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PQShield raises $20M for its quantum-ready, future-proof cryptographic security solutions

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Quantum computing promises to unlock a new wave of processing power for the most complex calculations, but that could prove to be just as harmful as it is helpful: security specialists warn that malicious hackers will be able to use quantum machines to break through today’s standards in cryptography and encryption. Today, a startup called PQShield that is working on “future-proof” cryptographic products — software and hardware solutions that not only keep data secure today, but also secure in anticipation of a computationally more sophisticated tomorrow — is announcing some funding as it finds some significant traction for its approach.

The startup, spun out of the research labs at Oxford, has raised $20 million, a Series A that it will be using to continue its research and, in conjunction with partners and customers, product development. The startup is already staffed with an impressive number of PhDs and other researchers across the UK (its base remains in Oxford), the U.S., France and the Netherlands, but it will also be using the funds to recruit more talent to the team.

Addition, the investment firm founded by Lee Fixel, is leading this round with Oxford Science Enterprises (formerly known as OSI) and Crane also participating. The latter two are previous backers from PQShield’s $7 million seed round in 2020.

If machine learning is shaping up to be one of the more popular (and perhaps most obvious) applications for quantum computing, security is perhaps that theme’s most ominous leitmotif.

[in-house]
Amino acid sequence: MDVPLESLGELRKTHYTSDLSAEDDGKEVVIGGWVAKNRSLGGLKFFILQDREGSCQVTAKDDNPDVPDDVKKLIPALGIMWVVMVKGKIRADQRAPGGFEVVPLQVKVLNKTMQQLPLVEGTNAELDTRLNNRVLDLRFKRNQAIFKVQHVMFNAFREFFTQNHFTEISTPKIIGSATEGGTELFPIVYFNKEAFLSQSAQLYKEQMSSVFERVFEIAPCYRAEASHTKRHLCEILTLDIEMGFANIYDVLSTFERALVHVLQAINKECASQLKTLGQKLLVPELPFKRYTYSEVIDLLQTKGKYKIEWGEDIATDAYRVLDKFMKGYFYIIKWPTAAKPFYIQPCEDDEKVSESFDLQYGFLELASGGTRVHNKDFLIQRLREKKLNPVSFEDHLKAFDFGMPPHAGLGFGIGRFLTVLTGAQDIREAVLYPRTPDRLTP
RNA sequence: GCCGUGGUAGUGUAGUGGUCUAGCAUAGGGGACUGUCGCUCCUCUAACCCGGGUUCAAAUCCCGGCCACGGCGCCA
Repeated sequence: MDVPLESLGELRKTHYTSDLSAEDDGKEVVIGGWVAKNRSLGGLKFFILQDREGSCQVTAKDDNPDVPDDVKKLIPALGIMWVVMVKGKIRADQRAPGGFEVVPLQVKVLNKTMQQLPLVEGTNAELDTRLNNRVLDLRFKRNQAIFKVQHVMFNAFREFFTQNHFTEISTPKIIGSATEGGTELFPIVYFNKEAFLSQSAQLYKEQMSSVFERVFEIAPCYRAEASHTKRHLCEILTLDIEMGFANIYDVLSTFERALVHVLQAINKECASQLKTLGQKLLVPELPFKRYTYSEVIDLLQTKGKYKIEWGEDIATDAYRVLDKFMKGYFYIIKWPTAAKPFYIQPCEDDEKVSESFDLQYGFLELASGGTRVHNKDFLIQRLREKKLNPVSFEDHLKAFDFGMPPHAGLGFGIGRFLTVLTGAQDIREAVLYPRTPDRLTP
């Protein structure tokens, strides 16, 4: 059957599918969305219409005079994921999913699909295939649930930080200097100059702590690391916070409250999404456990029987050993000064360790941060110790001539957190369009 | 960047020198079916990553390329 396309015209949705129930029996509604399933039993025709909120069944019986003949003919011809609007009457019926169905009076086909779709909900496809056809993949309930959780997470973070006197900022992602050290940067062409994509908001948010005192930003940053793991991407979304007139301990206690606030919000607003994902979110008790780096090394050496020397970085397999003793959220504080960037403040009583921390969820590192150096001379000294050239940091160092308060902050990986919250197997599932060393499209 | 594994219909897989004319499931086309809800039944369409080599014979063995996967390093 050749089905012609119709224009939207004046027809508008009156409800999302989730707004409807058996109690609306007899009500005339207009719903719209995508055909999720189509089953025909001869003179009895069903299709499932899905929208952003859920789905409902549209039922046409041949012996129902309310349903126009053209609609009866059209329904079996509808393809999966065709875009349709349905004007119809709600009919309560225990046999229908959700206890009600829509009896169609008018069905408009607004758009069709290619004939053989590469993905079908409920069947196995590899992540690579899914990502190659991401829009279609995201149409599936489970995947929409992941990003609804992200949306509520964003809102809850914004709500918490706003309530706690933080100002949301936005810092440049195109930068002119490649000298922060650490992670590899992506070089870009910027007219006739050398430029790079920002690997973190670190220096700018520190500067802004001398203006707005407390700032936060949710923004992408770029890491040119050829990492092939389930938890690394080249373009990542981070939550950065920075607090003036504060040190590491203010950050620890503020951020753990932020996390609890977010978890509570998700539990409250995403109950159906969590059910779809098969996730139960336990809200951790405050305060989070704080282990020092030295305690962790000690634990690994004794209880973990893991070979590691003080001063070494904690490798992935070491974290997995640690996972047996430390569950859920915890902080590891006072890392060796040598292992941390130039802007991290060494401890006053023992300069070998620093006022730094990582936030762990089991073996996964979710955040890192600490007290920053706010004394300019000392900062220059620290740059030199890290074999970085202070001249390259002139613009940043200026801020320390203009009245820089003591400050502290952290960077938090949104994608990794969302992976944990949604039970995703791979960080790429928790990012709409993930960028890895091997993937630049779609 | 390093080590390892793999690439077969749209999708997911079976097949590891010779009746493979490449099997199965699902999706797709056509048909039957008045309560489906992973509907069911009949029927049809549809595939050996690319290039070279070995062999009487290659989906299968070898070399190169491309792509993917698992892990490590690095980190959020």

The National Institute of Standards and Technology in the U.S. identified the risks of using quantum computing for malicious security intent some eight years ago and has been receiving research submissions globally in search of coming up with some standards to counteract that threat. (PQShield is one of the contributors.) Based on signals from other government bodies like the Department of Homeland Security — coupled with a memo from the White House just earlier this month mandating that the government’s intelligence and defense services make the switch to “quantum-resistant” algorithms in 180 days — it looks like the standards process will be completed this year, getting the wheels in motion for companies that are building solutions to address all this.

“One memo can change everything,” PQShield’s CEO and founder Ali El Kaafarani said in an interview.

PQShield (the PQ stands for “post-quantum”) has been working with governments, OEMs and others that are part of the customer base for this technology — adopting it to secure their systems, or building components that will be going into products that will secure their data, or in some cases, both. Its customers includes both private and public organizations impacted by the threat. Bosch is one OEM name that it has disclosed, and El Kaafarani said more will be revealed when PQShield announces its first commercially available solutions. (Other sectors it’s working with include automotive OEM, industrial IoT, and technology consulting, it says.)